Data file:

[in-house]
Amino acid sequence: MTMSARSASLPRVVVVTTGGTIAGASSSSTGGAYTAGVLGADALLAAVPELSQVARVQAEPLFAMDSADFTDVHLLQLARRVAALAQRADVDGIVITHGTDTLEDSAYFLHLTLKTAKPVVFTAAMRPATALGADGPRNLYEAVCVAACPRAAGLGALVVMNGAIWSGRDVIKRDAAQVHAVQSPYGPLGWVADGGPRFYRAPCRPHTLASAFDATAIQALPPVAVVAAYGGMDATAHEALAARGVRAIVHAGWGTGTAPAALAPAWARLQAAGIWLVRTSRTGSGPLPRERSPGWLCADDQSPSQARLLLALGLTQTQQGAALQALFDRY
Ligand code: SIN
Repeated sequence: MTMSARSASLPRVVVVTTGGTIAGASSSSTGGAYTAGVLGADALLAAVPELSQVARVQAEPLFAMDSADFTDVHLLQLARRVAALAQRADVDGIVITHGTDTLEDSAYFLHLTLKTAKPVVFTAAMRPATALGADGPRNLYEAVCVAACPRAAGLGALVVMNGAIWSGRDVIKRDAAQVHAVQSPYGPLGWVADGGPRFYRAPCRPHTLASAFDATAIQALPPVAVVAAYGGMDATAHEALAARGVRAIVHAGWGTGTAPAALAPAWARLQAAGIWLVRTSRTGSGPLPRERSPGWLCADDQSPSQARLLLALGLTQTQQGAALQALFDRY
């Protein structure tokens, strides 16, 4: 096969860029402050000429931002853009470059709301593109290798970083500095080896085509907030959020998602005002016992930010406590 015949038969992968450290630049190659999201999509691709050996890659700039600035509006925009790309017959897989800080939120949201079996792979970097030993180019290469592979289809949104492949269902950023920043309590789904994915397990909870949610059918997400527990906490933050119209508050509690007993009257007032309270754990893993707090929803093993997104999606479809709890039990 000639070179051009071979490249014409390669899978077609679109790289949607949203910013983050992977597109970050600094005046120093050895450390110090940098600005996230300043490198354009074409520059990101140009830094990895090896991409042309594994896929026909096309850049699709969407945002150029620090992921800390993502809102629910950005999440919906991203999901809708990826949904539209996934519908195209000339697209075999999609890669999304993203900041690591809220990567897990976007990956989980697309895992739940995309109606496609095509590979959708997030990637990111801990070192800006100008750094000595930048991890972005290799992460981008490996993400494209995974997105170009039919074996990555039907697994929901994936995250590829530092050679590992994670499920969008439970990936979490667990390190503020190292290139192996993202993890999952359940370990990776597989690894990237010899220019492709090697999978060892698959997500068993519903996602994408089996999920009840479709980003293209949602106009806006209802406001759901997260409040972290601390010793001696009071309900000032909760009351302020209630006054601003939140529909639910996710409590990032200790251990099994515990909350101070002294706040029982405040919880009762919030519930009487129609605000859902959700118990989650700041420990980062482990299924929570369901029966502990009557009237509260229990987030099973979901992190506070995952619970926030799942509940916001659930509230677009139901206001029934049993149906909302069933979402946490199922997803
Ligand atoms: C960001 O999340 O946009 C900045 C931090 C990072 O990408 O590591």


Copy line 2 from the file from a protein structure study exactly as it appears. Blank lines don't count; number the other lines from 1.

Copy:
Amino acid sequence: MTMSARSASLPRVVVVTTGGTIAGASSSSTGGAYTAGVLGADALLAAVPELSQVARVQAEPLFAMDSADFTDVHLLQLARRVAALAQRADVDGIVITHGTDTLEDSAYFLHLTLKTAKPVVFTAAMRPATALGADGPRNLYEAVCVAACPRAAGLGALVVMNGAIWSGRDVIKRDAAQVHAVQSPYGPLGWVADGGPRFYRAPCRPHTLASAFDATAIQALPPVAVVAAYGGMDATAHEALAARGVRAIVHAGWGTGTAPAALAPAWARLQAAGIWLVRTSRTGSGPLPRERSPGWLCADDQSPSQARLLLALGLTQTQQGAALQALFDRY